Esther Rolinson is an award winning UK based artist who makes light installations and sculptural works through drawing. Over the last 20 years she has worked nationally and internationally making major permanent public space commissions and exhibiting her large scale works. Her installations are immersive, extendable structures that can be adjusted to fit diverse environments from light festivals to art galleries.

She has worked extensively with world class professionals to achieve her complex works, including architects, choreographers, programmers and filmmakers. In 2016 she was awarded The Lumen Global Digital Arts Prize Sculpture and 3D Award, and the first prize at the inaugural International Art CHI Exhibition, Computer and Human Interaction Conference, San Jose, California for Flown developed in collaboration with artist and programmer Sean Clark. Examples of Esther’s drawings and prints have been acquired by The Victoria and Albert Museum, London.


Rolinson has a meditative drawing process in which she explores sensations, structures, movements and connections. She starts with hand-made pencil drawings on paper and often digitally manipulates these to experiment with forms in light and colour. She often uses simple combinations of lines in repetition to build up complex forms. Her construction rules are a method of disassociating from conscious thoughts and allowing spatial patterns and movements to emerge. Some of these works conclude like solved puzzles, whilst others have the potential to grow infinitely. The drawings are the blueprints for three-dimensional works and are also pieces in their own right.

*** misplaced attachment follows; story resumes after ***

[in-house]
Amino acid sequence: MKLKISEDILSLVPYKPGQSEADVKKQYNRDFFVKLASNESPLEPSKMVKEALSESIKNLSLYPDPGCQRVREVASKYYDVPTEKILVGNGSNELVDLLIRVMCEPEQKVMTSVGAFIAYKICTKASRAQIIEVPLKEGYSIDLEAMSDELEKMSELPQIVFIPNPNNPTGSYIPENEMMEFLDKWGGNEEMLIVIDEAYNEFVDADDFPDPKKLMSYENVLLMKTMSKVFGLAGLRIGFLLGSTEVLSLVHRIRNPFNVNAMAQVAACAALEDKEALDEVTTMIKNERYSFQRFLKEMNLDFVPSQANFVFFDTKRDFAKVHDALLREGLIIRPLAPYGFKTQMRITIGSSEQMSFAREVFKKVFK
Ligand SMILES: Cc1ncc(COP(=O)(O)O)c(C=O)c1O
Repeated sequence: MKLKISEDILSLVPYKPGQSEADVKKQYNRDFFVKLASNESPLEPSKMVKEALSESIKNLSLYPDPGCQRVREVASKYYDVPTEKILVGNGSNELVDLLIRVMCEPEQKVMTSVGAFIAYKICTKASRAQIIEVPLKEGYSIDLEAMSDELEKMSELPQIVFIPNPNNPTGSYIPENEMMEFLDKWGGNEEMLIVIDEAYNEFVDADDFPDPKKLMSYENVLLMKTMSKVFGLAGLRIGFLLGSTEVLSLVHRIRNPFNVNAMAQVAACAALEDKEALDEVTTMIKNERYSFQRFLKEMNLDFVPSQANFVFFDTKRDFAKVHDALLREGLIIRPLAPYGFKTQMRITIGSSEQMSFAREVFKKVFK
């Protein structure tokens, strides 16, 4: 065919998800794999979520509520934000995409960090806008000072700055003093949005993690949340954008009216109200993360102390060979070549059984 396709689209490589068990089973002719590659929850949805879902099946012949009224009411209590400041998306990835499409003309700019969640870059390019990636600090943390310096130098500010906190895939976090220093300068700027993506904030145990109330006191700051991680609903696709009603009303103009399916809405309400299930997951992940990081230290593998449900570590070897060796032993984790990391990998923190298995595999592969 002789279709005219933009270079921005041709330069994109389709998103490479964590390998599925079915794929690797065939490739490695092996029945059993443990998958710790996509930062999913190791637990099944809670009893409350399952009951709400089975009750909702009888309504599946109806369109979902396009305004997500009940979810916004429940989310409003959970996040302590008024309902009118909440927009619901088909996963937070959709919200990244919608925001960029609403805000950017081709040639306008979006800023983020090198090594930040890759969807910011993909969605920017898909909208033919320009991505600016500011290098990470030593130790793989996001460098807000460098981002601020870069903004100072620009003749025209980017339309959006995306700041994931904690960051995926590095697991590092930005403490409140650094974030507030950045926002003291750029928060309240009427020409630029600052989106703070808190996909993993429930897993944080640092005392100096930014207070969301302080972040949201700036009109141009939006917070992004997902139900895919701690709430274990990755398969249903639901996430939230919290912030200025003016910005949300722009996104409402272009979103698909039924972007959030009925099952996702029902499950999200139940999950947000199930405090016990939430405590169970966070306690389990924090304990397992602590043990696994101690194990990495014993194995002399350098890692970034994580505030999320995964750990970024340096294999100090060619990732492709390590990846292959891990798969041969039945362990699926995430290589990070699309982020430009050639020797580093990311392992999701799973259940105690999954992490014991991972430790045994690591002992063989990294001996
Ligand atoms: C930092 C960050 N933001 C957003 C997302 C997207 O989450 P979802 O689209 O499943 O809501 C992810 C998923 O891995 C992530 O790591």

Rolinson extends her drawing approach into physical structures. She builds maquettes and small scale works to understand how shapes interlock and extend to create reconfigurable kits of parts. The materials she chooses give form and volume to light and she works with different materials to fit each work. She pushes at technical boundaries and tests extensively to find precise effects, learning about new techniques from manufacturers and through experimentation.


Movement is key to Rolinson’s work and this is expressed through her use of light. Throughout her career she has worked with digital technologies to manipulate light from animations to digital video. She aims to translate the movements in her drawings into light sequences and works with programmers and creative technologists to further this ambition. This dialogue has revealed a connection between her rule-based drawings and programming, where simple formula employed by hand or with software can give rise to the emergence of complex patterns.

The development of sensitive light programming is part of her ongoing collaborative dialogue with artist programmer Sean Clark. Rolinson+Clark recognise a common focus in their diverse practices around the experience of connectedness. Their collaborative artworks are systems-based pieces made through multiple processes from drawings, prints and structures to digital works. The pieces often respond to viewers and environments and use generative rules on multiple levels, from physical forms to computer software and networks of communicating artworks. Their ongoing collaborative focus is to create a dialogue between computerised and hand-drawn systems.